Preheat your pellet grill to a temperature of 225F for 15 minutes. Keep the lid closed.
Pop the brisket on the cooking grate with the fat side facing down.
Cook the brisket for 6 hours, or until your probe shows the internal temperature of the meat has reached 160F.
Take the brisket off the grill plate. Wrap it using a double layer of aluminum foil.
When you return the brisket wrapped in foil to the grill, you can then continue cooking for another 3 or 4 hours. This will allow the internal meat temperature to hit 200F.
Remove your brisket from the grill and allow it to rest for an hour or more.
Slice against the grain and serve.
Now, before we round out for the day, here are some tips on getting the most out of your brisket experience.
VII. Handy Hints for Smoking Brisket Like a Pitmaster
- Master temperature control
- Cook your brisket until it’s done
- Get the right cut of meat
- Always allow the brisket to rest after cooking
1) Master temperature control
Mastering temperature control is arguably the most crucial element of successfully smoking brisket.
To this end, using an electric smoker or a wood pellet grill will give you much more streamlined temperature regulation than cooking with charcoal.
You should avoid any significant peaks and troughs of temperature. Swings of more than 20F can be problematic.
Also, develop an awareness of the sweet spot and any hot spots on your smoker to start turning out brisket to die for.
2) Cook your brisket until it’s done
This might sound obvious, but don’t stop smoking your brisket until it’s properly done.
You should use temperature as a guideline rather than a fixed rule. Great brisket can be done at anything from 195F to 215F.
3) Get the right cut of meat
Not all brisket is created equal, and not all cuts of brisket work well for smoking.
The ideal cut is a packer cut. This is a sizeable cut of two-muscle brisket. The fat cap will be intact – see above for advice on trimming this – and it will weigh at least 11 pounds before you get to work shaving off a couple pounds of fat.
Aside from packer cuts, the only other cut that makes for great smoked brisket is a lean and flat-only cut typically used for pot roasts.
If in doubt, stick with a packer cut.
Now, it’s not only the cuts that counts here. The higher the grade of brisket you buy, the more marbling it will have. Marbling minimizes the chances of dry brisket. This marbling will also enhance the finished taste, making it even richer. Prime and Wagyu cuts are the fattiest and the most revered of all cuts.
Grass-fed fats and grain-fed fats met at different temperatures. This is just one more variable you’ll need to account for when you’re undertaking the nuanced art of cooking great brisket.
4) Always allow the brisket to rest after cooking
Just like any other cut of meat, brisket needs to rest after it’s been cooked.
What’s the point of this extra step when you’ve already been waiting all day?
Well, resting the brisket simply involves removing it from your smoker and wrapping it in some foil. When you do this, the muscle fibers in the meat start relaxing. At the same time, allowing the brisket to rest improves moisture retention.
Although many people pop their brisket into a cooler after cooking, this is not the same as resting. The insulation means you are holding the brisket rather than resting it. When you adopt this approach, the brisket actually continues cooking thanks to its own retained heat. If properly executed, this technique can yield an even softer and more succulent taste.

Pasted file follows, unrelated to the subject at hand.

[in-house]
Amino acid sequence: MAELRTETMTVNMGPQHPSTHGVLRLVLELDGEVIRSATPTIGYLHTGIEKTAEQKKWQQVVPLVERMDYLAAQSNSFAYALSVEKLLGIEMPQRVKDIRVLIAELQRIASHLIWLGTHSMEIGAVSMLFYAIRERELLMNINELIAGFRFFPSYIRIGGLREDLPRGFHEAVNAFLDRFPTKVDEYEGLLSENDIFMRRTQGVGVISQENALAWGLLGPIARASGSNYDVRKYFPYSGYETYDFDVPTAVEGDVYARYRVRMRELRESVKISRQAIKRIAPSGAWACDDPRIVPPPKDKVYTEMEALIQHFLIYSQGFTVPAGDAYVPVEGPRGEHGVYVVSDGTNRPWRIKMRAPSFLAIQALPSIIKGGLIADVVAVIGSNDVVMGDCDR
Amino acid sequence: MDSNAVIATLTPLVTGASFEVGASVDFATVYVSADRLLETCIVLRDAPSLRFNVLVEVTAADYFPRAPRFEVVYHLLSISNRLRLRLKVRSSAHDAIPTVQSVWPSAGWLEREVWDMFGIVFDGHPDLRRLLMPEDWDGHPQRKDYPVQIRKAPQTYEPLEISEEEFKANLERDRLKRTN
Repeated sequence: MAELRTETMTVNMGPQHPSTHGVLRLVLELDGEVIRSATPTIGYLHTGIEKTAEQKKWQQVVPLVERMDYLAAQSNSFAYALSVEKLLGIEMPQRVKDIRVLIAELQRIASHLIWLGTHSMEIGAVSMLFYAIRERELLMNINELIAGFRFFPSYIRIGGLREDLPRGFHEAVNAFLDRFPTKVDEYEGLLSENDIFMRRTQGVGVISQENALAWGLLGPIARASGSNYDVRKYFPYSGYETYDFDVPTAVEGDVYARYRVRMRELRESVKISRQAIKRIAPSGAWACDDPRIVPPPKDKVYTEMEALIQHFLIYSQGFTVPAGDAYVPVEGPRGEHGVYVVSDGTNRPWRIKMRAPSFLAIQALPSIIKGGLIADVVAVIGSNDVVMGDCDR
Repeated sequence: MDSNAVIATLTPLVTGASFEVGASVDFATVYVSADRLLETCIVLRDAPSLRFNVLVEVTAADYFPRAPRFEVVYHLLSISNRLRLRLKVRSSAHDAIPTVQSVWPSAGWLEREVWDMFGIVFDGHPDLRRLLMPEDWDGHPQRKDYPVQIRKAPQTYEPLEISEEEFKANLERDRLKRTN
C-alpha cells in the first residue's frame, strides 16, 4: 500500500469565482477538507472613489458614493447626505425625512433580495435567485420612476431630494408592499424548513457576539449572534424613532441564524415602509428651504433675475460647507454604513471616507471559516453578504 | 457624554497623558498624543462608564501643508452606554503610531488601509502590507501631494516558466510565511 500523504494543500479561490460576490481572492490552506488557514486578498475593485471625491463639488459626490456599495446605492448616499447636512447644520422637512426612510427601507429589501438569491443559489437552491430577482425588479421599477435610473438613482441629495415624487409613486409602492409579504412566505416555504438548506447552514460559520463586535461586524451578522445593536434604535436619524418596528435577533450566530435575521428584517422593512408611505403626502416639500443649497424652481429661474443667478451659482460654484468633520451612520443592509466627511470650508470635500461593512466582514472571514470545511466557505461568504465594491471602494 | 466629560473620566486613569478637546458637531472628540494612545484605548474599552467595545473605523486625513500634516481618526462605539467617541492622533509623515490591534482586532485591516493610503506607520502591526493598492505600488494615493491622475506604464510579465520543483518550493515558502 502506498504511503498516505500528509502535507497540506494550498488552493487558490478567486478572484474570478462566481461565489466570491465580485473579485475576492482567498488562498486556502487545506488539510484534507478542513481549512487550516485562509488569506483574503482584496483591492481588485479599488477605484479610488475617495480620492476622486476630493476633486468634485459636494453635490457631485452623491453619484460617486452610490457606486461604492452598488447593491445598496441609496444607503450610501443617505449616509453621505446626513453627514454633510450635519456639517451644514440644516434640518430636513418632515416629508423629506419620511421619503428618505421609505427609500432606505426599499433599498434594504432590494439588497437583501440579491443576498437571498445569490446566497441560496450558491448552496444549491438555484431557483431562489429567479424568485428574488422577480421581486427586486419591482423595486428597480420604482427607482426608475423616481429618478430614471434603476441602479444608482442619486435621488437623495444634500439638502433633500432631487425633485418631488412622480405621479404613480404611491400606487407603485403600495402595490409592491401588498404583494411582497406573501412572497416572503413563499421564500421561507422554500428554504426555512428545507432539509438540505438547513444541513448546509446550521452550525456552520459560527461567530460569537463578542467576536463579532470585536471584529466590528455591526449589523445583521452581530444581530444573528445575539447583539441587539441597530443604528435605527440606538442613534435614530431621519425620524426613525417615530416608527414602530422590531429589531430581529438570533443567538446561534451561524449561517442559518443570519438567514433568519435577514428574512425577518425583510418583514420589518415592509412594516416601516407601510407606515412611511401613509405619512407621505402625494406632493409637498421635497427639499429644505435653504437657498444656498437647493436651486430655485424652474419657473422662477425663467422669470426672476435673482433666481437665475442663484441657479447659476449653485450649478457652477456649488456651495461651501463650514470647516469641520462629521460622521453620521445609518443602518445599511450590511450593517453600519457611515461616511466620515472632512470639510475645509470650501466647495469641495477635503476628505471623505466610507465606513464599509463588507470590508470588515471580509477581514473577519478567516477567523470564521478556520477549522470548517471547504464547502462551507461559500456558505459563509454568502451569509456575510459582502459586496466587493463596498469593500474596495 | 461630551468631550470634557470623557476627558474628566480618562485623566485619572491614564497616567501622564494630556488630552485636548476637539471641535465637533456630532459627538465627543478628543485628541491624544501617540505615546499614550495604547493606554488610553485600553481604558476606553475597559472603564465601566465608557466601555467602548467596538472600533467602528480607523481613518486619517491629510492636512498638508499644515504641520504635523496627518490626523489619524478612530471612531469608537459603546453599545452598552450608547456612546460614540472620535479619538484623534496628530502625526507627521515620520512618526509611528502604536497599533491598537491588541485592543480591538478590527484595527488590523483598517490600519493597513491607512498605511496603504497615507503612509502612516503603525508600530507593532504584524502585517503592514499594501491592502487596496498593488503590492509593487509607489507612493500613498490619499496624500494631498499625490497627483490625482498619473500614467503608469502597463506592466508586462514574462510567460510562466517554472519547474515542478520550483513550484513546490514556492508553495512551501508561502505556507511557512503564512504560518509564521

If you’re not sure which of these methods to use, or which you would find most appealing, there’s only one solution: try both! Experimenting is all part of the fun whether you’re smoking, grilling, or barbecuing. Where with steak, timing is everything, with smoking briskets it’s only one variable.
So, try both holding and resting so you can more accurately assess the finished results. It makes sense to use a similar cut of brisket each time so you can more precisely compare the two effects.
Whichever of these methods you opt for, you should make sure you allow the brisket to rest for a minimum of one hour. Skip this step and you risk wasting all that hard work.
VIII. Is It Possible To Reheat a Brisket?
When you’re cooking a large amount of brisket, you’re almost certain to have some leftovers.
If you want to recreate the same flavor you enjoyed when the brisket first came out of your grill, there’s an easy way to achieve this…
Cook your brisket using its own juices in a foil-covered drip pan. Shoot for a temperature of 140F then serve.
For an added dimension to the flavor, you could try smoking it with a different variety of wood pellets. Alternatively, jazz it up with some beer, BBQ sauce, or broth ladled into the pan before cooking. Enjoy!
If you arrived at Royal Tavern today with no idea about how long to smoke a brisket for, you should now be perfectly clear on that: anywhere from 8 to 16 hours depending on the cut of meat in question.
You should also now have a clear understanding that it’s not the recipe that impacts the end results of your brisket as much as the timing and the attention to detail. We hope our guide helps you to create the most tender and appetizing brisket next time you break out the smoker.
When it comes to smoking brisket, you can’t go wrong using one a Traeger grill. Failing this, any type of wood pellet grill or smoker will also return outstanding results, assuming you apply the above guidance.